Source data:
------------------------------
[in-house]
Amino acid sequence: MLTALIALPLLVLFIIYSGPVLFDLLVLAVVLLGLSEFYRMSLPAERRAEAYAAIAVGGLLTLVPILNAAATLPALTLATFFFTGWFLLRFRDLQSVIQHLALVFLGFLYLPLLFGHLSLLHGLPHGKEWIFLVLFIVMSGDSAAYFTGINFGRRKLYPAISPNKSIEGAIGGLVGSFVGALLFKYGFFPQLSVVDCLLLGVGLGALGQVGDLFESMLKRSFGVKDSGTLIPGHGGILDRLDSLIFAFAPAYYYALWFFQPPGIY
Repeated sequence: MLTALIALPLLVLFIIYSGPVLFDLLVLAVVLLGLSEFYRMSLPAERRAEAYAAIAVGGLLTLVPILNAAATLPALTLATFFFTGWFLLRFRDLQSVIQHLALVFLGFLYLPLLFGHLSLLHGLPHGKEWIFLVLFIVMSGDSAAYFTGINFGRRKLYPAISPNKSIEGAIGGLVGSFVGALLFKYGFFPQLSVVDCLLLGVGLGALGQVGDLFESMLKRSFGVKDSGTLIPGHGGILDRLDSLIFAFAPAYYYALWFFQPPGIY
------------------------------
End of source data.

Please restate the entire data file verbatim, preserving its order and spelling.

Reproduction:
[in-house]
Amino acid sequence: MLTALIALPLLVLFIIYSGPVLFDLLVLAVVLLGLSEFYRMSLPAERRAEAYAAIAVGGLLTLVPILNAAATLPALTLATFFFTGWFLLRFRDLQSVIQHLALVFLGFLYLPLLFGHLSLLHGLPHGKEWIFLVLFIVMSGDSAAYFTGINFGRRKLYPAISPNKSIEGAIGGLVGSFVGALLFKYGFFPQLSVVDCLLLGVGLGALGQVGDLFESMLKRSFGVKDSGTLIPGHGGILDRLDSLIFAFAPAYYYALWFFQPPGIY
Repeated sequence: MLTALIALPLLVLFIIYSGPVLFDLLVLAVVLLGLSEFYRMSLPAERRAEAYAAIAVGGLLTLVPILNAAATLPALTLATFFFTGWFLLRFRDLQSVIQHLALVFLGFLYLPLLFGHLSLLHGLPHGKEWIFLVLFIVMSGDSAAYFTGINFGRRKLYPAISPNKSIEGAIGGLVGSFVGALLFKYGFFPQLSVVDCLLLGVGLGALGQVGDLFESMLKRSFGVKDSGTLIPGHGGILDRLDSLIFAFAPAYYYALWFFQPPGIY